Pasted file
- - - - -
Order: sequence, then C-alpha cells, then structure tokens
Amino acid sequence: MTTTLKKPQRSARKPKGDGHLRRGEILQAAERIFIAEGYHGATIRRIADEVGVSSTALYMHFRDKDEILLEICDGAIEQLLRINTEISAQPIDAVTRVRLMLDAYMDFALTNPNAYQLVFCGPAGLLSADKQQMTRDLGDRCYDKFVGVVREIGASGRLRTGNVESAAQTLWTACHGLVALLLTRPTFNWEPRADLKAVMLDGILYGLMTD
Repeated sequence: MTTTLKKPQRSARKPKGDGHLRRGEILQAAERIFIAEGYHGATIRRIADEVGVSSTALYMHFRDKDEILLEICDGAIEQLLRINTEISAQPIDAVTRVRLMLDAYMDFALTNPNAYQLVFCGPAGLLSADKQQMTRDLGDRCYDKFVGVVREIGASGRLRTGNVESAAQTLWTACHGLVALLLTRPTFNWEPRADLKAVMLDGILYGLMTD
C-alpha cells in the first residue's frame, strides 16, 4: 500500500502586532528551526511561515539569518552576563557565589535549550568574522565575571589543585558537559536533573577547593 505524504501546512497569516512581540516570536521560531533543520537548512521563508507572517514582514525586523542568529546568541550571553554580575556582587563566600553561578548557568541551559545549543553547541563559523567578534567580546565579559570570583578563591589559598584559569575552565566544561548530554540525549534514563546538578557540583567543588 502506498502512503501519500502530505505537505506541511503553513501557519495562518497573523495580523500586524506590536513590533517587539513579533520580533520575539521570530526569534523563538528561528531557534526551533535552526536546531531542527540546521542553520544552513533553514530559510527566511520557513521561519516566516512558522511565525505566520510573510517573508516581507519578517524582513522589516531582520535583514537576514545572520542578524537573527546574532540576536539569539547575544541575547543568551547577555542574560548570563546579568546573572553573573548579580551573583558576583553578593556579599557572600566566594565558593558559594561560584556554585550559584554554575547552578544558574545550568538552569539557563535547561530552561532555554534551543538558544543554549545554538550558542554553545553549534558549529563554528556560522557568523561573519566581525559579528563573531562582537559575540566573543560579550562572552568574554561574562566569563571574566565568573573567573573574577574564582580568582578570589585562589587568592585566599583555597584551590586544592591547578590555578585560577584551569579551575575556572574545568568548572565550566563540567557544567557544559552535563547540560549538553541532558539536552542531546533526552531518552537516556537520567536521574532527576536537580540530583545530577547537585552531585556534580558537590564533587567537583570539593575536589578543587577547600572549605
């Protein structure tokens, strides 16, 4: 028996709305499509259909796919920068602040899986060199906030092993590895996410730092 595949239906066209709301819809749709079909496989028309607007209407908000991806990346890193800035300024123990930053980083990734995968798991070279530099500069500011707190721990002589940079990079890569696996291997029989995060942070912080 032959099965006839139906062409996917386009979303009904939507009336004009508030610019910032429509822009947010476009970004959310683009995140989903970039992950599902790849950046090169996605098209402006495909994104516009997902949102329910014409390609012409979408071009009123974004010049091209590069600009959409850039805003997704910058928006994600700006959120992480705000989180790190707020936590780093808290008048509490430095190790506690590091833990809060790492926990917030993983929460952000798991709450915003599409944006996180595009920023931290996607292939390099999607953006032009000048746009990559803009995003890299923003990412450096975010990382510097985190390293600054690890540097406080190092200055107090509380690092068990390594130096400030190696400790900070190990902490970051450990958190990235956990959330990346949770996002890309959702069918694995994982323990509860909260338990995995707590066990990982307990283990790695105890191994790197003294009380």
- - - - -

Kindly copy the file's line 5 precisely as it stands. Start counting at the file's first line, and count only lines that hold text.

């Protein structure tokens, strides 16, 4: 028996709305499509259909796919920068602040899986060199906030092993590895996410730092 595949239906066209709301819809749709079909496989028309607007209407908000991806990346890193800035300024123990930053980083990734995968798991070279530099500069500011707190721990002589940079990079890569696996291997029989995060942070912080 032959099965006839139906062409996917386009979303009904939507009336004009508030610019910032429509822009947010476009970004959310683009995140989903970039992950599902790849950046090169996605098209402006495909994104516009997902949102329910014409390609012409979408071009009123974004010049091209590069600009959409850039805003997704910058928006994600700006959120992480705000989180790190707020936590780093808290008048509490430095190790506690590091833990809060790492926990917030993983929460952000798991709450915003599409944006996180595009920023931290996607292939390099999607953006032009000048746009990559803009995003890299923003990412450096975010990382510097985190390293600054690890540097406080190092200055107090509380690092068990390594130096400030190696400790900070190990902490970051450990958190990235956990959330990346949770996002890309959702069918694995994982323990509860909260338990995995707590066990990982307990283990790695105890191994790197003294009380």